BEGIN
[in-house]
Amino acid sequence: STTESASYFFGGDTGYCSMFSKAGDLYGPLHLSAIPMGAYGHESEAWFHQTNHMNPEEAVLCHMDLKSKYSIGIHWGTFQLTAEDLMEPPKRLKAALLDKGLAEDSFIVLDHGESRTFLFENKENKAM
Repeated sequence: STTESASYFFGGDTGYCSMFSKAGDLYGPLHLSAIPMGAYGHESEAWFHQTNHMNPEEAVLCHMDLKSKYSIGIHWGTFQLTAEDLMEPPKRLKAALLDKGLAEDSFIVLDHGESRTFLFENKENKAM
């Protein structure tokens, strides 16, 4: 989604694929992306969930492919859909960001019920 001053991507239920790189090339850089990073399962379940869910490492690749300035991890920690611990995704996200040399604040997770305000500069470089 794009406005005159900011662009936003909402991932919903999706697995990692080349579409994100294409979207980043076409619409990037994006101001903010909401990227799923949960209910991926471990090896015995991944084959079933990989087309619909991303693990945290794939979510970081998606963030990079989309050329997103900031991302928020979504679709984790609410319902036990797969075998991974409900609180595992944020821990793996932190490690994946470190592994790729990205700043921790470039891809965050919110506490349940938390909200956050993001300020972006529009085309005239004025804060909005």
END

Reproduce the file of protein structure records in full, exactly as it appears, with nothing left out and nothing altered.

[in-house]
Amino acid sequence: STTESASYFFGGDTGYCSMFSKAGDLYGPLHLSAIPMGAYGHESEAWFHQTNHMNPEEAVLCHMDLKSKYSIGIHWGTFQLTAEDLMEPPKRLKAALLDKGLAEDSFIVLDHGESRTFLFENKENKAM
Repeated sequence: STTESASYFFGGDTGYCSMFSKAGDLYGPLHLSAIPMGAYGHESEAWFHQTNHMNPEEAVLCHMDLKSKYSIGIHWGTFQLTAEDLMEPPKRLKAALLDKGLAEDSFIVLDHGESRTFLFENKENKAM
């Protein structure tokens, strides 16, 4: 989604694929992306969930492919859909960001019920 001053991507239920790189090339850089990073399962379940869910490492690749300035991890920690611990995704996200040399604040997770305000500069470089 794009406005005159900011662009936003909402991932919903999706697995990692080349579409994100294409979207980043076409619409990037994006101001903010909401990227799923949960209910991926471990090896015995991944084959079933990989087309619909991303693990945290794939979510970081998606963030990079989309050329997103900031991302928020979504679709984790609410319902036990797969075998991974409900609180595992944020821990793996932190490690994946470190592994790729990205700043921790470039891809965050919110506490349940938390909200956050993001300020972006529009085309005239004025804060909005």